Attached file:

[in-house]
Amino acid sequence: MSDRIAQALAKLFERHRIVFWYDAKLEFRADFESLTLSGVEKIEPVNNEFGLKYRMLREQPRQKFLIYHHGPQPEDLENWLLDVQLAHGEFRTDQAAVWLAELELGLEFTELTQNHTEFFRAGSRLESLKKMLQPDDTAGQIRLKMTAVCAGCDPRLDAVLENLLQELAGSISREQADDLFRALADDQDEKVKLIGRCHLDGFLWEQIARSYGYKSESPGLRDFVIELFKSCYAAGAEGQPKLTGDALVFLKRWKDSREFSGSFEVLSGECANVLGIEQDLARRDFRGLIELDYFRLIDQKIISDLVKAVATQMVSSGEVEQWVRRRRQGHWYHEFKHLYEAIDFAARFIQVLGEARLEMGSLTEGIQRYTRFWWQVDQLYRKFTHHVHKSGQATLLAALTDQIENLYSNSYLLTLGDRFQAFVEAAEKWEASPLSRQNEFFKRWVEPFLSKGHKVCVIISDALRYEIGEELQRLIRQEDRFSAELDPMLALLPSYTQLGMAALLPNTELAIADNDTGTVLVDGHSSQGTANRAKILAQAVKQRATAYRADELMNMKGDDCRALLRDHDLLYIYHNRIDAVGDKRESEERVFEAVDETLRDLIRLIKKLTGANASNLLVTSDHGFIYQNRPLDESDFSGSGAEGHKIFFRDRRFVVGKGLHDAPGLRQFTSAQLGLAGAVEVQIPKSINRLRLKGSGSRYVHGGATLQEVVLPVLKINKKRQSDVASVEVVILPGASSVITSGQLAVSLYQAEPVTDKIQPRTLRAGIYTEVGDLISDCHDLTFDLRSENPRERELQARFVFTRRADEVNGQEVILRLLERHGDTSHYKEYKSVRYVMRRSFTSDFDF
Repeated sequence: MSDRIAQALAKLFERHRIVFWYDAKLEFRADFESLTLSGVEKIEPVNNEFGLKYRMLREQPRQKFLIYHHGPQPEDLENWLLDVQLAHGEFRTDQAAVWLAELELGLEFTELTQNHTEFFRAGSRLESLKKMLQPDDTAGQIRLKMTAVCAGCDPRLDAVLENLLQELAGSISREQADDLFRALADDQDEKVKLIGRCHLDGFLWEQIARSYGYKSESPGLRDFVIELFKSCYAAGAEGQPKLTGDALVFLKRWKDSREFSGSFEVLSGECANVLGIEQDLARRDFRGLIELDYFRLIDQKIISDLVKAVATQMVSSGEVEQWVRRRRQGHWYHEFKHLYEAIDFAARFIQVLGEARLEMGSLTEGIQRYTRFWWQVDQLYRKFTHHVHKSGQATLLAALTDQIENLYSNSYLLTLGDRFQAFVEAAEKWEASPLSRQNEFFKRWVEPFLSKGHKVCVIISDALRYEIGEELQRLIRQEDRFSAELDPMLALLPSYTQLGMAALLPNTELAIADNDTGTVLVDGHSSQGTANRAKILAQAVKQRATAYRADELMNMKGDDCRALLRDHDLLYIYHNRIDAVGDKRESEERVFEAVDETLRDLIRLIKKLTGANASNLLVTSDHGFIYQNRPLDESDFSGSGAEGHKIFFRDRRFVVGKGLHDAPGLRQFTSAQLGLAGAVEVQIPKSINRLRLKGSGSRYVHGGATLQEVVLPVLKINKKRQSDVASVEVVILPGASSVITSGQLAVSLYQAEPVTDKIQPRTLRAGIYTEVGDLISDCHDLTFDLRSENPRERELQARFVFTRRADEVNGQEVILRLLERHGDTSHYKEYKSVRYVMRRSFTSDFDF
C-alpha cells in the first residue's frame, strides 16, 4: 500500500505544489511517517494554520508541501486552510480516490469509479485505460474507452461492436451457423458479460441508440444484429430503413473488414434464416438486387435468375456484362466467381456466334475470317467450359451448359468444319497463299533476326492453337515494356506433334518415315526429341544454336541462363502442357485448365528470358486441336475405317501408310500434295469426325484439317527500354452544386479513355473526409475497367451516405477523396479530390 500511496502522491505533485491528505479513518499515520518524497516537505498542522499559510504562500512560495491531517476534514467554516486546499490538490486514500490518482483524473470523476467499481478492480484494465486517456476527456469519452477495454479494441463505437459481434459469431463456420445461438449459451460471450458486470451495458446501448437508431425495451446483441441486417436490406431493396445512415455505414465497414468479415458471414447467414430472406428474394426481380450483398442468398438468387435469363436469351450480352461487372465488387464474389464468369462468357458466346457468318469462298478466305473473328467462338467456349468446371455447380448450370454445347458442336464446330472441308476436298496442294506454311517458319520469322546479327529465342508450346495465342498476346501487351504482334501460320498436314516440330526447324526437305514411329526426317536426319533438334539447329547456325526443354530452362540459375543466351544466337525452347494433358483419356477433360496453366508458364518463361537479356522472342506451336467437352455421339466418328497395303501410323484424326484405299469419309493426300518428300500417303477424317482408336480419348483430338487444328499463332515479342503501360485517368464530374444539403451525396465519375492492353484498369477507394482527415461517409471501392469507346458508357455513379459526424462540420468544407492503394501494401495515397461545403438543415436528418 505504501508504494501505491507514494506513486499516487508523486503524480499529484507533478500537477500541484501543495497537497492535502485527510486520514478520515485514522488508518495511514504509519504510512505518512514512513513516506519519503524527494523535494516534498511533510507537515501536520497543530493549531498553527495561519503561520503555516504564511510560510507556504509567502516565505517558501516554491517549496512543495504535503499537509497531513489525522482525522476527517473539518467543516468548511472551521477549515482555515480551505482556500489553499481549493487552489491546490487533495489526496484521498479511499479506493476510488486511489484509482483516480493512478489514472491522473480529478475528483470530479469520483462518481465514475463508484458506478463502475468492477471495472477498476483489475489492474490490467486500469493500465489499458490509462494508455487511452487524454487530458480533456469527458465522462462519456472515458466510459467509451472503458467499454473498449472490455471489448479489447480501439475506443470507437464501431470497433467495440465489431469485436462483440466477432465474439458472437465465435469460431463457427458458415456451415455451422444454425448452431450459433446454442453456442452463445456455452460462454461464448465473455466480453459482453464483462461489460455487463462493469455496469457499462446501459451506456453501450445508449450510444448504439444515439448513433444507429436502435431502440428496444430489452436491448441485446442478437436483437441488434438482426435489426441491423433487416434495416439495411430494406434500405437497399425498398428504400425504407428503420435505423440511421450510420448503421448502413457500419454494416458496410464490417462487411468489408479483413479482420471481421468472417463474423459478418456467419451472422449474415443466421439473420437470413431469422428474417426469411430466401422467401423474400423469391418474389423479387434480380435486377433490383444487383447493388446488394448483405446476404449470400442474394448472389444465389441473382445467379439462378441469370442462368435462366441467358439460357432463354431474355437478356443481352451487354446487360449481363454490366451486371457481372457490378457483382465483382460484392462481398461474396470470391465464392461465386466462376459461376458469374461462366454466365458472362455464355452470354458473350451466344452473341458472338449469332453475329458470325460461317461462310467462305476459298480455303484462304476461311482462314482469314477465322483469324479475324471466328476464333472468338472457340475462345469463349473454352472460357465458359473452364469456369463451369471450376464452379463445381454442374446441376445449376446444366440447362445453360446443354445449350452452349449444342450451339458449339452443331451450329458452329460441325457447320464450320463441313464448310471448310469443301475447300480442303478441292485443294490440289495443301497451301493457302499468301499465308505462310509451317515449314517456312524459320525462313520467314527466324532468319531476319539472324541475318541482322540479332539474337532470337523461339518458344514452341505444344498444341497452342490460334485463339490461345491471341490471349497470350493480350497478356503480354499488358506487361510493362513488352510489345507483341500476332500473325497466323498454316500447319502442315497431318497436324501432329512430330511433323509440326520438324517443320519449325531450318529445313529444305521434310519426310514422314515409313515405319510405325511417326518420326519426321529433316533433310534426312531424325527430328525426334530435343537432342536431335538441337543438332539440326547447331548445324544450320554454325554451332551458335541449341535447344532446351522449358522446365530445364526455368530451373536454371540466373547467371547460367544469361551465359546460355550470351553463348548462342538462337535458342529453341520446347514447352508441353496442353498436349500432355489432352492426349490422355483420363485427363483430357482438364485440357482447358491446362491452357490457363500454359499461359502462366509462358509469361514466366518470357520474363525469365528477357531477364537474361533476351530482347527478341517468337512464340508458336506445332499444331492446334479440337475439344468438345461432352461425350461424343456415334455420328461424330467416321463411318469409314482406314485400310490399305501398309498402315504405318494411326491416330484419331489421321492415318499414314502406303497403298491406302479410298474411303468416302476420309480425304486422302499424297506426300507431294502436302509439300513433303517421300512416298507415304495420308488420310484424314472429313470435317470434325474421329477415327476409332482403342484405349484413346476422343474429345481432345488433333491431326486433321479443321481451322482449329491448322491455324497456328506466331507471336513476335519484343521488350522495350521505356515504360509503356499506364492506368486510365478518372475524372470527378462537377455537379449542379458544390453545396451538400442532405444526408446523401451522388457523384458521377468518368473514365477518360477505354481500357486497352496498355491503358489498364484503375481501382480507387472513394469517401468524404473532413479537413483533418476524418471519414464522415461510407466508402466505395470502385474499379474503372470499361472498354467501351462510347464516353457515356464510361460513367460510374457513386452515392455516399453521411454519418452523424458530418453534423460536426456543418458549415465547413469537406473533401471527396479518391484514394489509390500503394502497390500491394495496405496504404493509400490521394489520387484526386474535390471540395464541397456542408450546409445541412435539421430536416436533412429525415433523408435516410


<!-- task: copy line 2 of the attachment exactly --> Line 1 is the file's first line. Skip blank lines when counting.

Amino acid sequence: MSDRIAQALAKLFERHRIVFWYDAKLEFRADFESLTLSGVEKIEPVNNEFGLKYRMLREQPRQKFLIYHHGPQPEDLENWLLDVQLAHGEFRTDQAAVWLAELELGLEFTELTQNHTEFFRAGSRLESLKKMLQPDDTAGQIRLKMTAVCAGCDPRLDAVLENLLQELAGSISREQADDLFRALADDQDEKVKLIGRCHLDGFLWEQIARSYGYKSESPGLRDFVIELFKSCYAAGAEGQPKLTGDALVFLKRWKDSREFSGSFEVLSGECANVLGIEQDLARRDFRGLIELDYFRLIDQKIISDLVKAVATQMVSSGEVEQWVRRRRQGHWYHEFKHLYEAIDFAARFIQVLGEARLEMGSLTEGIQRYTRFWWQVDQLYRKFTHHVHKSGQATLLAALTDQIENLYSNSYLLTLGDRFQAFVEAAEKWEASPLSRQNEFFKRWVEPFLSKGHKVCVIISDALRYEIGEELQRLIRQEDRFSAELDPMLALLPSYTQLGMAALLPNTELAIADNDTGTVLVDGHSSQGTANRAKILAQAVKQRATAYRADELMNMKGDDCRALLRDHDLLYIYHNRIDAVGDKRESEERVFEAVDETLRDLIRLIKKLTGANASNLLVTSDHGFIYQNRPLDESDFSGSGAEGHKIFFRDRRFVVGKGLHDAPGLRQFTSAQLGLAGAVEVQIPKSINRLRLKGSGSRYVHGGATLQEVVLPVLKINKKRQSDVASVEVVILPGASSVITSGQLAVSLYQAEPVTDKIQPRTLRAGIYTEVGDLISDCHDLTFDLRSENPRERELQARFVFTRRADEVNGQEVILRLLERHGDTSHYKEYKSVRYVMRRSFTSDFDF